” In a Two-Headed Giant multiplayer game.” Playing a mana ability requires paying any costs. Liliana. When a planeswalker spell resolves. Plains “Plains” is one of the five basic land types. See rule 409.” Playing a land simply requires choosing a land card from the hand and putting it into play. all are put into their owners’ graveyards. See rule 420.” Play/Draw (Informal) Whoever plays first in a two-player game skips his or her first draw step. or ability involves announcing the action and taking the necessary steps to complete it. “Playing Spells and Activated Abilities. Other multiplayer variants don’t use the play/draw rule.6.6h. Player A player is one of the people in the game. The active player may play planeswalkers during his or her main phase when the stack is empty. Jace. A pile can contain zero or more objects. Any land with the land type Plains has the ability “{T}: Add {W} to your mana pool. Elspeth. Tezzeret. “Playing Mana Abilities. is as follows: Ajani.” and rule 412.the order of the graveyard must be maintained. See rule 200. its controller puts it into play under his or her control. See rule 101. .” Planeswalker subtypes are also called planeswalker types. “Lands.” Triggered abilities and static abilities aren’t played—they happen automatically. “Starting the Game. See rule 212. See rule 411. This is referred to as the play/draw rule. Bolas. Plainswalk See Landwalk. See rule 410. If two or more planeswalkers that share a planeswalker type are in play. “Two-Headed Giant Variant”). “Handling Static Abilities. The active player is the player whose turn it is. See rule 200.3. updated through the Alara Reborn set. the team that goes first skips its first draw step (see rule 606.” See rule 212.9. Sarkhan. Playing a spell or activated ability requires paying any costs and choosing any required modes and/or targets. Planeswalker Planeswalker is a card type. Placed If a spell or ability refers to a counter being placed on a permanent. The list of planeswalker types. Garruk. The other players are nonactive players. “Handling Triggered Abilities. See rule 212. This “planeswalker uniqueness rule” is a statebased effect. or that permanent coming into play with a counter. Play The act of playing a spell.5. it means putting a counter on that permanent while it’s in play. then immediately resolving the ability. land.” Planeswalker Type Planeswalker subtypes are always a single word and are listed after a long dash: “Planeswalker — Jace.10c. Plainscycling See Typecycling. “Planeswalkers. Chandra.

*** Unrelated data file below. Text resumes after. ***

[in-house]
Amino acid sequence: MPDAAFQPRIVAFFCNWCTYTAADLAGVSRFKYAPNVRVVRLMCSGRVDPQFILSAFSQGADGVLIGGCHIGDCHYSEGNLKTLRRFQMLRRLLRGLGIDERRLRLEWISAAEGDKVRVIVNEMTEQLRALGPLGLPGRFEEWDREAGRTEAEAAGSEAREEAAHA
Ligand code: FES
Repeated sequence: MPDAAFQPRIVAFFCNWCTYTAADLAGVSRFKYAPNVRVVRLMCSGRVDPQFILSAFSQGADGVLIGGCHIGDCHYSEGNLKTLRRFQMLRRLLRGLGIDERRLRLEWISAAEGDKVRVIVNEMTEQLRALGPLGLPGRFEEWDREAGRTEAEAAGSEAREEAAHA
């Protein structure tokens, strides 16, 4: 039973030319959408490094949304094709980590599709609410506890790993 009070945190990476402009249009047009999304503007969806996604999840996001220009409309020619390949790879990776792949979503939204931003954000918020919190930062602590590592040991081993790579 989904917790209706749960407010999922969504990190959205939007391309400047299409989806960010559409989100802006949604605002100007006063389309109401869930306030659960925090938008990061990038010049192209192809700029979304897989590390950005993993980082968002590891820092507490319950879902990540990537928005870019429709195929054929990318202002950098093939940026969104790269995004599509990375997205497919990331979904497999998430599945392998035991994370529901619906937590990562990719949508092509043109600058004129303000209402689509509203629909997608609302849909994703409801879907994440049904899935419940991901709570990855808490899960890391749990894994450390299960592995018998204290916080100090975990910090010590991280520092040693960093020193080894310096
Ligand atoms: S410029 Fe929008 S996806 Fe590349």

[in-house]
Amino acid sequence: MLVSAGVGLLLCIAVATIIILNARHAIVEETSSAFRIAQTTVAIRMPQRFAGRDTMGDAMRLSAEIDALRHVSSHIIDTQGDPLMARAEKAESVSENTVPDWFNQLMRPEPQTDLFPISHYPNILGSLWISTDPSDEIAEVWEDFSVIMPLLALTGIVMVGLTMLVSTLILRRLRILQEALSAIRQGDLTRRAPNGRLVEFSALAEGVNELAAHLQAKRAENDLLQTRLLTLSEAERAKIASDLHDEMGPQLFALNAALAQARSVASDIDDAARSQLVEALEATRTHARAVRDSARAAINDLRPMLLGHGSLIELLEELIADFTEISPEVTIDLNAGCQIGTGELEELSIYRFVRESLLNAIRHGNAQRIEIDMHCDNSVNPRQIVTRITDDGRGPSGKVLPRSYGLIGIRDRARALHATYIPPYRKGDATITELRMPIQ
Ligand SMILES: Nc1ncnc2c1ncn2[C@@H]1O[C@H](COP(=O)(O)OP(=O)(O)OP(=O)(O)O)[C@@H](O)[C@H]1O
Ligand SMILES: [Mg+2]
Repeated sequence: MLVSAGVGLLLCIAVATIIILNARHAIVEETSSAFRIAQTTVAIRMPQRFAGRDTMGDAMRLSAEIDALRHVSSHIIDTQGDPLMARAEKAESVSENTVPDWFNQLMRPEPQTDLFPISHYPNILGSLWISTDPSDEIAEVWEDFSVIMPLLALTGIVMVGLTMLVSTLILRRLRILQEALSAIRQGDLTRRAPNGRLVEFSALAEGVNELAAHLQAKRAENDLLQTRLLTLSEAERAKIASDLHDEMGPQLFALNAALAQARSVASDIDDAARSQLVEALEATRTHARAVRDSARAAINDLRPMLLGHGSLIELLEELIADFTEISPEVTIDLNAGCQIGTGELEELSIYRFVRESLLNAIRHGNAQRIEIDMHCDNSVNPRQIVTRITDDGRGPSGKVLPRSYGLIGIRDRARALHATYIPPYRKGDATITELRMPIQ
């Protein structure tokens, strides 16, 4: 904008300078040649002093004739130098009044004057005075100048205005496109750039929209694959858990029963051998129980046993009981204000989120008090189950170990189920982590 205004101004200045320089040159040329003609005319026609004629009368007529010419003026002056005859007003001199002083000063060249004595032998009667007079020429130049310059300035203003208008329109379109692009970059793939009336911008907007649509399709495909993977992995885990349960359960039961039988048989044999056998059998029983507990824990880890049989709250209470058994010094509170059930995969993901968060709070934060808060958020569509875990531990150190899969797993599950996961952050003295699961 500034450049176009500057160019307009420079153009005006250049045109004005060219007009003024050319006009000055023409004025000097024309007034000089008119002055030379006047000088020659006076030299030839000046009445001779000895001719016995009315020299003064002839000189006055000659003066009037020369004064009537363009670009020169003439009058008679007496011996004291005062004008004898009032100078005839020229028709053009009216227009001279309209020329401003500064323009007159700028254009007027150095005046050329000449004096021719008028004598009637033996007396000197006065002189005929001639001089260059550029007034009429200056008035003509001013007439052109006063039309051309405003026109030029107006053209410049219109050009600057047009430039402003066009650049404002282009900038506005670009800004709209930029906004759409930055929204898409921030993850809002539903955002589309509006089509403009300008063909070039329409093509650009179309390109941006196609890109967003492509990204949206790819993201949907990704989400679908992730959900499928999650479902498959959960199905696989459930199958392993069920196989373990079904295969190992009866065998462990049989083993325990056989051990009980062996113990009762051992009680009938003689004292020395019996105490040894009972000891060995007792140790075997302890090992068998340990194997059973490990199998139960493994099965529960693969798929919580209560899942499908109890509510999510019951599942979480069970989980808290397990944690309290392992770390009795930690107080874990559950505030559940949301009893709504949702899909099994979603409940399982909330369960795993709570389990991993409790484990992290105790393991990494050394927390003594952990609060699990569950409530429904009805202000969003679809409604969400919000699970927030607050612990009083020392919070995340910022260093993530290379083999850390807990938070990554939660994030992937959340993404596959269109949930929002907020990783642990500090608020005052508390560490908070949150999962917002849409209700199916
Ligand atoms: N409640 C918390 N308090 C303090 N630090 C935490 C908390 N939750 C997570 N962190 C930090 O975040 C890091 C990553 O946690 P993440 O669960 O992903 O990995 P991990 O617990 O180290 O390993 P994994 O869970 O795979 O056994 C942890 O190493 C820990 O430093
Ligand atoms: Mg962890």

A noncreature permanent has no power. “Sources of Damage. “Poisonous N” means “Whenever this creature deals combat damage to a player. regardless of the amount. the additional one is also a postcombat main phase. “State-Based Effects. If a player has ten or more poison counters.” Power Power is a characteristic that only creatures have. The number before the slash printed on the lower right corner of a creature card is its power.” Prevention Effect Effects that prevent something from happening replace it with “do nothing. See rule 408. Effects generated by static abilities that prevent a specific amount of damage prevent only the indicated amount of damage from any applicable source at any given time.” Poly Artifact (Obsolete) Some older cards used the term “poly artifact” on the card’s type line. See rule 420. See rule 419. The object has a characteristic-defining ability that sets its power according to some stated condition.” Creatures that attack or block assign combat damage equal to their power. “Replacement and Prevention Effects.Poison Counter Some cards. See rule 305. See rule 310. or combat damage . that player gets N poison counters. “Power/Toughness. They were artifacts that had activated abilities that don’t include the tap symbol. Cards that were printed with the term “poly artifact” now simply use “artifact. These effects expire when the turn ends.” Some creature cards have power represented by * instead of a number. “Timing of Spells and Abilities.” Priority The player who has the option to play a spell or ability at any given time has priority. give poison counters to players.”) A prevention effect must be active before the event it’s intended to prevent. Effects generated by the resolution of a spell or ability that prevent a specific amount of damage act as “shields” and stay active until that amount of damage has been prevented or the turn ends.” (See rule 419. This ability functions everywhere.” Postcombat The second main phase in each turn is called the postcombat main phase. See rule 305. an ability (other than a mana ability). “Main Phase. “Main Phase.” Poisonous Poisonous is a triggered ability. The damage doesn’t have to be dealt by a single source or all at once. If an effect causes a turn to have an extra combat phase and another main phase.8. Effects that prevent the next damage from a specific source apply the next time that source would deal damage. See rule 208.” See rule 502. Precombat The first main phase in each turn is called the precombat main phase. “Combat Damage Step.” Each time a spell. even outside the game. including those with the poisonous ability. “Poisonous. even if it’s a card with a power printed on it (such as a Licid that’s become an Aura). he or she loses the game the next time a player would receive priority.69.